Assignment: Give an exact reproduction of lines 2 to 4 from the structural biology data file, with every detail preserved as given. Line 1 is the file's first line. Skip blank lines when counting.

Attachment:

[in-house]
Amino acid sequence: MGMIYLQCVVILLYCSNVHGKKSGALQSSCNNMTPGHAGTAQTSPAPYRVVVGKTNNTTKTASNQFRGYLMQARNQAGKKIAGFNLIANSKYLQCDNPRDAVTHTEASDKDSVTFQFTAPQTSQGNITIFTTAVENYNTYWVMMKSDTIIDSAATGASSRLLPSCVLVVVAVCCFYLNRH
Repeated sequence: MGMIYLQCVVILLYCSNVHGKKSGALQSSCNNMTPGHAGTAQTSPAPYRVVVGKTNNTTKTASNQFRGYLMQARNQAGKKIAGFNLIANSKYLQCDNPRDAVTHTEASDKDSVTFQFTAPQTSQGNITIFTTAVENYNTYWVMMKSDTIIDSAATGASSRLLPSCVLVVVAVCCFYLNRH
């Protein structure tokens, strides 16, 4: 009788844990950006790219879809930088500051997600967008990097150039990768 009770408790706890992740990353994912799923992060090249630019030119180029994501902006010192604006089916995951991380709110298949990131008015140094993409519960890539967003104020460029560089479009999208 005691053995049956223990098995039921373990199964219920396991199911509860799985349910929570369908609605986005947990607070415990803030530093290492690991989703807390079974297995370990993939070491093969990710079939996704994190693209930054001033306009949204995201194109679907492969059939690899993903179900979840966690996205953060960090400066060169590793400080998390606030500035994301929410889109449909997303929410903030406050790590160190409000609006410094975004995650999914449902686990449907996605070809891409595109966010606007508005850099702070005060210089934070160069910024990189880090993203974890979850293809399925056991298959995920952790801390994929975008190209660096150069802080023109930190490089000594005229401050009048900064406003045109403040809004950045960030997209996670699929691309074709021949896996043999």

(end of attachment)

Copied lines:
Amino acid sequence: MGMIYLQCVVILLYCSNVHGKKSGALQSSCNNMTPGHAGTAQTSPAPYRVVVGKTNNTTKTASNQFRGYLMQARNQAGKKIAGFNLIANSKYLQCDNPRDAVTHTEASDKDSVTFQFTAPQTSQGNITIFTTAVENYNTYWVMMKSDTIIDSAATGASSRLLPSCVLVVVAVCCFYLNRH
Repeated sequence: MGMIYLQCVVILLYCSNVHGKKSGALQSSCNNMTPGHAGTAQTSPAPYRVVVGKTNNTTKTASNQFRGYLMQARNQAGKKIAGFNLIANSKYLQCDNPRDAVTHTEASDKDSVTFQFTAPQTSQGNITIFTTAVENYNTYWVMMKSDTIIDSAATGASSRLLPSCVLVVVAVCCFYLNRH
């Protein structure tokens, strides 16, 4: 009788844990950006790219879809930088500051997600967008990097150039990768 009770408790706890992740990353994912799923992060090249630019030119180029994501902006010192604006089916995951991380709110298949990131008015140094993409519960890539967003104020460029560089479009999208 005691053995049956223990098995039921373990199964219920396991199911509860799985349910929570369908609605986005947990607070415990803030530093290492690991989703807390079974297995370990993939070491093969990710079939996704994190693209930054001033306009949204995201194109679907492969059939690899993903179900979840966690996205953060960090400066060169590793400080998390606030500035994301929410889109449909997303929410903030406050790590160190409000609006410094975004995650999914449902686990449907996605070809891409595109966010606007508005850099702070005060210089934070160069910024990189880090993203974890979850293809399925056991298959995920952790801390994929975008190209660096150069802080023109930190490089000594005229401050009048900064406003045109403040809004950045960030997209996670699929691309074709021949896996043999």